What do you take to a Last Celebration of Life party? This Saturday, there is a come and go affair, intentionally to be “boisterous” – as the invitation reads. Cards and letters are welcomed, but no sad faces. A friend has fought a worthy battle with cancer and the fight is coming to an end. He wants to have a last hoorah with friends and family, abundantly full of food and drink. He wants a “happy, joyful time”.
His request for the party is evidence of the worth he places on friendship. He takes to heart the quote by C.S. Lewis:
Friendship is unnecessary, like philosophy, like art… It has no survival value; rather is one of those things that give value to survival.
He has little time on earth remaining, yet he so values his friends that he wants to go out celebrating with them. And so, we will celebrate indeed.
My husband said he wants to take a nice bottle of champagne along with glasses to share it with him. I love the idea.
What better wine to analogize his life? Great effort goes into making true champagne. That effort involves whole grape bunches hand-harvested, gently pressed and then fermented, blended to the perfect cuvée, bottled after sugar and yeast have been added to create the bubbles, allowed to age on the lees, meticulously turned and shaken to settle the decomposed yeast – which is then disgorged – and finally topped up to the desired sweetness before corking. Ready for the perfect time to be savored.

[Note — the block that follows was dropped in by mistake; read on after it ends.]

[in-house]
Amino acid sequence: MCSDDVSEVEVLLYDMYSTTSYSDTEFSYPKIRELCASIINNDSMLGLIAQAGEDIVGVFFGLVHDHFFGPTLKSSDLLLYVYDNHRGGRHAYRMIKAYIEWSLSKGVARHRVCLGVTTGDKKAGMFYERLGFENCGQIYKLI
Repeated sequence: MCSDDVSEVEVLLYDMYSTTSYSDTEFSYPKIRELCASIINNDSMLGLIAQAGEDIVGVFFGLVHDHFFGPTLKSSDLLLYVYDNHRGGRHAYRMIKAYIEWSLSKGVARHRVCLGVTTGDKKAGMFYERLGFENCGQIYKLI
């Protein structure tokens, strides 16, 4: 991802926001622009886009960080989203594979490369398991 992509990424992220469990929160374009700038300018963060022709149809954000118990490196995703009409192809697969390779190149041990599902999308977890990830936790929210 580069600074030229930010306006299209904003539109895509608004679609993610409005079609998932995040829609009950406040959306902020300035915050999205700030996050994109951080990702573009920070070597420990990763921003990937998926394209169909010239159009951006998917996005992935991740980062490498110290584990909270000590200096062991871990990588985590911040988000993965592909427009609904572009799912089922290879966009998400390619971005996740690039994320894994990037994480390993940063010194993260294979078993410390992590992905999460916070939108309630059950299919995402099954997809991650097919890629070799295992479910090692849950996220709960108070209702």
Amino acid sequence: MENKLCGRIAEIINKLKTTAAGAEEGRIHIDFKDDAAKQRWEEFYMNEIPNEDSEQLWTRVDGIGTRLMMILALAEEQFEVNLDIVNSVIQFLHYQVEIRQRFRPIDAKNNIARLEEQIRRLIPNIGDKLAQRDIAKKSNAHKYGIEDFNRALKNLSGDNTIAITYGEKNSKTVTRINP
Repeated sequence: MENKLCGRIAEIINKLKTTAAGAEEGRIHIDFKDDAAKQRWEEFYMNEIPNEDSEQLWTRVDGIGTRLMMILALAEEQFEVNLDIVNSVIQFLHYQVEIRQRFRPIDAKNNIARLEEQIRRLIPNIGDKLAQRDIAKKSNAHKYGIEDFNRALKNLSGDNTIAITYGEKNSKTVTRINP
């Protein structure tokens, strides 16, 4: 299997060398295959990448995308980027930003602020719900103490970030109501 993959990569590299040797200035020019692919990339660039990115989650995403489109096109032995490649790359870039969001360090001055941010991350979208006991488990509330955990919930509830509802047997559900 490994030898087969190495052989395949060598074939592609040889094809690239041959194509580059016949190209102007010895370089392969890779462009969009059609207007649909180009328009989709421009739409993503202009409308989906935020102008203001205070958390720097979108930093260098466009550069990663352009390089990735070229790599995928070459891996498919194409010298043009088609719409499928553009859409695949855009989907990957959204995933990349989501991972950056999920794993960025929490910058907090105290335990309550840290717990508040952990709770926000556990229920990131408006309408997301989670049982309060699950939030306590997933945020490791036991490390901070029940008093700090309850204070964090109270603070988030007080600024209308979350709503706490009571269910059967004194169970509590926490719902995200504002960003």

I read his blog recently where he quoted a verse:
Therefore we do not lose heart. Though outwardly we are wasting away, yet inwardly we are being renewed day by day. (2 Corinthians 4:16)
He said, Please know that I am being comforted by our Lord and Savior. He is holding me up and keeping me close to him…The last few days have been an absolute jumble emotionally: Acceptance, possible hope, denial, and finally acceptance and peace…Dying is the easy part; it’s those that are left behind who will need you.
He’s setting a beautiful example for those left behind – by his faith, by his transparency of emotion, and by his desire to have a party with friends.
Outwardly wasting away – dead yeast cells in the bottle – yet inwardly being renewed – the breaking down of those cells, which gives the wine depth and complexity. And that’s him. He’s reached the pinnacle of this life – ready to be uncorked – prepared for what’s next. The rigorous process he has undergone not only makes his life deep, complex and intense, but also elegant and fragrant. And most assuredly effervescent.
So we will corner him just for a moment, uncork some of the best sparkling wine made by the most painstaking of methods, raise a glass and say: